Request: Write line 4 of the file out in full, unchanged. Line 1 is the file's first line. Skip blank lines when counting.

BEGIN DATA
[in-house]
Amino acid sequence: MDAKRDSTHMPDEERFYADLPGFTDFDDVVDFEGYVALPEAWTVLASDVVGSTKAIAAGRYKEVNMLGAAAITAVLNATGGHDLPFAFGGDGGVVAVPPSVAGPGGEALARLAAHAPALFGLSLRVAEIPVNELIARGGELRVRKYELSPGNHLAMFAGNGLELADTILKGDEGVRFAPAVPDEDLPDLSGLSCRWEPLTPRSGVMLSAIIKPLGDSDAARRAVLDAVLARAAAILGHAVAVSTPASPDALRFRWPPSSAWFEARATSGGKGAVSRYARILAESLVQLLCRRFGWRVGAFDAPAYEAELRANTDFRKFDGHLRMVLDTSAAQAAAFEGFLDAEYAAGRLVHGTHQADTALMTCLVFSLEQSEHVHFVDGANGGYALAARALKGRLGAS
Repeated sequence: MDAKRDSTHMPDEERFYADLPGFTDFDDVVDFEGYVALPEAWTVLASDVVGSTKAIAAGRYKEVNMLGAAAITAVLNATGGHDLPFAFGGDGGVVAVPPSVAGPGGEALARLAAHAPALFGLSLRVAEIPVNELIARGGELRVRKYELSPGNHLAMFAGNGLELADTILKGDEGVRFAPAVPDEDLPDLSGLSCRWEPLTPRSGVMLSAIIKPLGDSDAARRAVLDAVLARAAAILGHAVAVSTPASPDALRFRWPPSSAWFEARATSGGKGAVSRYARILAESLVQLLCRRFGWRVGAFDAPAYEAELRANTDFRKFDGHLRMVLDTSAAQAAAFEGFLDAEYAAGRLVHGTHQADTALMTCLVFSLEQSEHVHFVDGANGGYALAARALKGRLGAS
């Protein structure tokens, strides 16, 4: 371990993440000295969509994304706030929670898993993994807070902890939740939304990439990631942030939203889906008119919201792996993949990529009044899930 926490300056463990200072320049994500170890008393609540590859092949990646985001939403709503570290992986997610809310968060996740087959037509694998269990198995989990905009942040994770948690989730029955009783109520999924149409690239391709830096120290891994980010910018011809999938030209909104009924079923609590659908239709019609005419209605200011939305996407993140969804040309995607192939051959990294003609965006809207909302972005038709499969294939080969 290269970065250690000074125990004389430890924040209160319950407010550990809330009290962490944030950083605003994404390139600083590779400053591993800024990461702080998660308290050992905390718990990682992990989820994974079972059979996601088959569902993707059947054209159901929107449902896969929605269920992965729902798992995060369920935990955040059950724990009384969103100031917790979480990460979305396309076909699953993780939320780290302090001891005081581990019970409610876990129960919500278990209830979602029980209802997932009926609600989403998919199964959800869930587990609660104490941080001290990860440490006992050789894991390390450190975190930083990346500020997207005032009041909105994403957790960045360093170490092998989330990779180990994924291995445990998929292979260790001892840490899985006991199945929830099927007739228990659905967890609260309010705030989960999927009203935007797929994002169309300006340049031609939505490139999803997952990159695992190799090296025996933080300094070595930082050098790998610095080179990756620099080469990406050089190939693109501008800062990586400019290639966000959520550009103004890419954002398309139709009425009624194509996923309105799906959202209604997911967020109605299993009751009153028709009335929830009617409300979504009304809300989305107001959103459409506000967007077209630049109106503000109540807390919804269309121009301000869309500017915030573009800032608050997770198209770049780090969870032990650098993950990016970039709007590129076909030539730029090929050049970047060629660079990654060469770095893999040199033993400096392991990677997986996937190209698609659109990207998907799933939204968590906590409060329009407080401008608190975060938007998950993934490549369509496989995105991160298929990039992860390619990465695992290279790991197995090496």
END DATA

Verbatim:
């Protein structure tokens, strides 16, 4: 371990993440000295969509994304706030929670898993993994807070902890939740939304990439990631942030939203889906008119919201792996993949990529009044899930 926490300056463990200072320049994500170890008393609540590859092949990646985001939403709503570290992986997610809310968060996740087959037509694998269990198995989990905009942040994770948690989730029955009783109520999924149409690239391709830096120290891994980010910018011809999938030209909104009924079923609590659908239709019609005419209605200011939305996407993140969804040309995607192939051959990294003609965006809207909302972005038709499969294939080969 290269970065250690000074125990004389430890924040209160319950407010550990809330009290962490944030950083605003994404390139600083590779400053591993800024990461702080998660308290050992905390718990990682992990989820994974079972059979996601088959569902993707059947054209159901929107449902896969929605269920992965729902798992995060369920935990955040059950724990009384969103100031917790979480990460979305396309076909699953993780939320780290302090001891005081581990019970409610876990129960919500278990209830979602029980209802997932009926609600989403998919199964959800869930587990609660104490941080001290990860440490006992050789894991390390450190975190930083990346500020997207005032009041909105994403957790960045360093170490092998989330990779180990994924291995445990998929292979260790001892840490899985006991199945929830099927007739228990659905967890609260309010705030989960999927009203935007797929994002169309300006340049031609939505490139999803997952990159695992190799090296025996933080300094070595930082050098790998610095080179990756620099080469990406050089190939693109501008800062990586400019290639966000959520550009103004890419954002398309139709009425009624194509996923309105799906959202209604997911967020109605299993009751009153028709009335929830009617409300979504009304809300989305107001959103459409506000967007077209630049109106503000109540807390919804269309121009301000869309500017915030573009800032608050997770198209770049780090969870032990650098993950990016970039709007590129076909030539730029090929050049970047060629660079990654060469770095893999040199033993400096392991990677997986996937190209698609659109990207998907799933939204968590906590409060329009407080401008608190975060938007998950993934490549369509496989995105991160298929990039992860390619990465695992290279790991197995090496």